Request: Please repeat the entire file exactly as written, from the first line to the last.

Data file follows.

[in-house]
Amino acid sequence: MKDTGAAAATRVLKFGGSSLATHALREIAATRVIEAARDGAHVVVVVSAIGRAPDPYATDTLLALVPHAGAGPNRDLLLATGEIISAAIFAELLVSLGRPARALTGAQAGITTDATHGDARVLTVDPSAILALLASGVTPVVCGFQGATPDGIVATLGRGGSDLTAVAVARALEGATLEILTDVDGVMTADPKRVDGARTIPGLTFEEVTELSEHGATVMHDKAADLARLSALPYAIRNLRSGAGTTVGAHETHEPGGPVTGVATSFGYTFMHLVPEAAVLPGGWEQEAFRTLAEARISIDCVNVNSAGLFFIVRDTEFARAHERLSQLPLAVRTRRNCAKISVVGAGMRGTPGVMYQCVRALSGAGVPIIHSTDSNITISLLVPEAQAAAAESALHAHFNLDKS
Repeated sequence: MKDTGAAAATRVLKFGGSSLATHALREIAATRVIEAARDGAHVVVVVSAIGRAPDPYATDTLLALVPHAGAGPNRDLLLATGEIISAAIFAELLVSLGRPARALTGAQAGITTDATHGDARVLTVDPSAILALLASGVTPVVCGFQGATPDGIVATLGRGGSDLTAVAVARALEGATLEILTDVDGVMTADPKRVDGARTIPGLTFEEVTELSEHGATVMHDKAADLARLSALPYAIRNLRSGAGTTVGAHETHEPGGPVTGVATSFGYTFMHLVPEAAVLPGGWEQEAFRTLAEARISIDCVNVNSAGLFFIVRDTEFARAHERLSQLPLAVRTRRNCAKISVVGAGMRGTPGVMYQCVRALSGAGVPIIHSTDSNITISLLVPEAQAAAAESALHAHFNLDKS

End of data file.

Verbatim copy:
[in-house]
Amino acid sequence: MKDTGAAAATRVLKFGGSSLATHALREIAATRVIEAARDGAHVVVVVSAIGRAPDPYATDTLLALVPHAGAGPNRDLLLATGEIISAAIFAELLVSLGRPARALTGAQAGITTDATHGDARVLTVDPSAILALLASGVTPVVCGFQGATPDGIVATLGRGGSDLTAVAVARALEGATLEILTDVDGVMTADPKRVDGARTIPGLTFEEVTELSEHGATVMHDKAADLARLSALPYAIRNLRSGAGTTVGAHETHEPGGPVTGVATSFGYTFMHLVPEAAVLPGGWEQEAFRTLAEARISIDCVNVNSAGLFFIVRDTEFARAHERLSQLPLAVRTRRNCAKISVVGAGMRGTPGVMYQCVRALSGAGVPIIHSTDSNITISLLVPEAQAAAAESALHAHFNLDKS
Repeated sequence: MKDTGAAAATRVLKFGGSSLATHALREIAATRVIEAARDGAHVVVVVSAIGRAPDPYATDTLLALVPHAGAGPNRDLLLATGEIISAAIFAELLVSLGRPARALTGAQAGITTDATHGDARVLTVDPSAILALLASGVTPVVCGFQGATPDGIVATLGRGGSDLTAVAVARALEGATLEILTDVDGVMTADPKRVDGARTIPGLTFEEVTELSEHGATVMHDKAADLARLSALPYAIRNLRSGAGTTVGAHETHEPGGPVTGVATSFGYTFMHLVPEAAVLPGGWEQEAFRTLAEARISIDCVNVNSAGLFFIVRDTEFARAHERLSQLPLAVRTRRNCAKISVVGAGMRGTPGVMYQCVRALSGAGVPIIHSTDSNITISLLVPEAQAAAAESALHAHFNLDKS